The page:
The mobility package in road transport: the roll-out has begun
The texts of the so-called Mobility Package were accepted by the European Parliament at second reading on 15 July 2020 and were published on 31 July 2020.
For the time being, we would like to inform you about those provisions of Regulation 2020/1054 which already came into force on 20 August 2020 and which caused an initial shockwave in the road transport sector.
Indeed, the European regulator planned to draw up a specific regulation for the road transport sector, adapted to the highly mobile nature of the sector. Moreover, the European regulator in this sector wanted to tackle not only the posting issue but also various other problems (driving and rest periods, enforcement, accelerated implementation of the smart tachographs, better working conditions for drivers, fair competition conditions on the internal market, etc.).
More specifically, Regulation (EC) No 2020/1054 deals with changes to driving times and rest periods and, in particular, weekly rest periods, in three areas:
- compensation for reduced weekly rest;
- the ban on taking weekly rest in the cabin of the vehicle ;
- the four-weekly obligation for the driver to return home.
Where the weekly rest period is reduced, an equivalent period of rest must be taken en bloc before the end of the third week following the week in question.
However, a different regime applies specifically to the international carriage of goods, which is remarkably not a tightening up but rather a relaxation of the existing rules. For example, a driver can now take two consecutive reduced weekly rest periods and divide the rest periods over a longer period of four weeks instead of two weeks as was the case until recently.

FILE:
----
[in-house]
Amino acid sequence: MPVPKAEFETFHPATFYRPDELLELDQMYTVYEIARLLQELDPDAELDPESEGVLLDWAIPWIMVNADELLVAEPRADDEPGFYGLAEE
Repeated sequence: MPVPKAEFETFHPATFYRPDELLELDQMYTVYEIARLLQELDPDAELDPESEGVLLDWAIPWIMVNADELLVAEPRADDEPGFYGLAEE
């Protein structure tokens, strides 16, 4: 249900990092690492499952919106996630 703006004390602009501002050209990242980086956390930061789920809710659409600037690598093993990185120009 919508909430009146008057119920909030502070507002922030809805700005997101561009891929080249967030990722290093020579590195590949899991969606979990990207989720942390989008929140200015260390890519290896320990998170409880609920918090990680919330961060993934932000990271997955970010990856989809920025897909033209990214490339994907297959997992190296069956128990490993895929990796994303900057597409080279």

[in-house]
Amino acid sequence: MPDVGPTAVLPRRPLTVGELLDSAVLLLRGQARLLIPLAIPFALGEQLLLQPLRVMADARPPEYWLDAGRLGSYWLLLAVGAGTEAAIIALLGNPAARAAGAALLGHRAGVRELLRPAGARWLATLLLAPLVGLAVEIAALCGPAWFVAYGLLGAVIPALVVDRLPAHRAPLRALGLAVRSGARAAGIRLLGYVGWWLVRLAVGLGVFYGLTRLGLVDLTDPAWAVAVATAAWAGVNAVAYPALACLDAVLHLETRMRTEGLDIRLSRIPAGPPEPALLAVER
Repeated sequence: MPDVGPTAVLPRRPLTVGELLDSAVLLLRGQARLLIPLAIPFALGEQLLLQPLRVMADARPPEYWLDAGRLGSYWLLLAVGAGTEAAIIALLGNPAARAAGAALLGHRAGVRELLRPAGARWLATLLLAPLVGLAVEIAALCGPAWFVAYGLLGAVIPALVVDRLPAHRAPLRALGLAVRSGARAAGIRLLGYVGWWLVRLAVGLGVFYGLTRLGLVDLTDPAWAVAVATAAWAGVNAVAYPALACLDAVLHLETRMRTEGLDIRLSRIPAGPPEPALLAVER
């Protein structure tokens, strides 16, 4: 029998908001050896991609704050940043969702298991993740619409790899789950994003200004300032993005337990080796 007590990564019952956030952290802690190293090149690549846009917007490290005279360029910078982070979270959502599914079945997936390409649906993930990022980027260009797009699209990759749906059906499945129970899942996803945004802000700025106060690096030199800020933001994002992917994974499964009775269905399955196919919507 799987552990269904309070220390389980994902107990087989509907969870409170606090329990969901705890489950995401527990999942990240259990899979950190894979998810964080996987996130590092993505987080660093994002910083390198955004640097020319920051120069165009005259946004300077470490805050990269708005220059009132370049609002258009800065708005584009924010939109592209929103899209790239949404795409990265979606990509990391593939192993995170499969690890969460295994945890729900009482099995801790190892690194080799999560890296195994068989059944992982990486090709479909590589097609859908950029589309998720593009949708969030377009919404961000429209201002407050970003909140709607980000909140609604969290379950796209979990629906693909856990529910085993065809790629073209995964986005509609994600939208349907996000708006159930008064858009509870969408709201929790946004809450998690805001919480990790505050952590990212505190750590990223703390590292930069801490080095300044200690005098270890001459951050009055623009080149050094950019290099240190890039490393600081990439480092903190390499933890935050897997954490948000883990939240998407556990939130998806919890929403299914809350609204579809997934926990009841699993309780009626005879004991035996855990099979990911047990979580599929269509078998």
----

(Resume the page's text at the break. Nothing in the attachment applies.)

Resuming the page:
In addition, it will be forbidden for a driver to take his weekly rest period in the cabin of his vehicle. From now on, the weekly rest period must be taken during an appropriate stay at the employer’s expense.
It does not need to be said that it will be practically quite a task to accommodate all drivers on the European road network for the weekend …
Last but not least, there is also the obligation for the driver to return, which will probably be the greatest challenge for many transport companies. This obligation to return means that, within a period of four consecutive weeks, the driver must return to the operating site where he is normally stationed or his place of residence for a normal weekly rest period of 45 hours. This, too, will require for transport companies a major shift in the way that they will have to manage their organizational structures.
A number of legislative texts are still awaiting implementing acts on the part of the European Commission and the Member States. We will keep you informed.
If you would like us to think along with you about the practical implementation, please do not hesitate to contact us.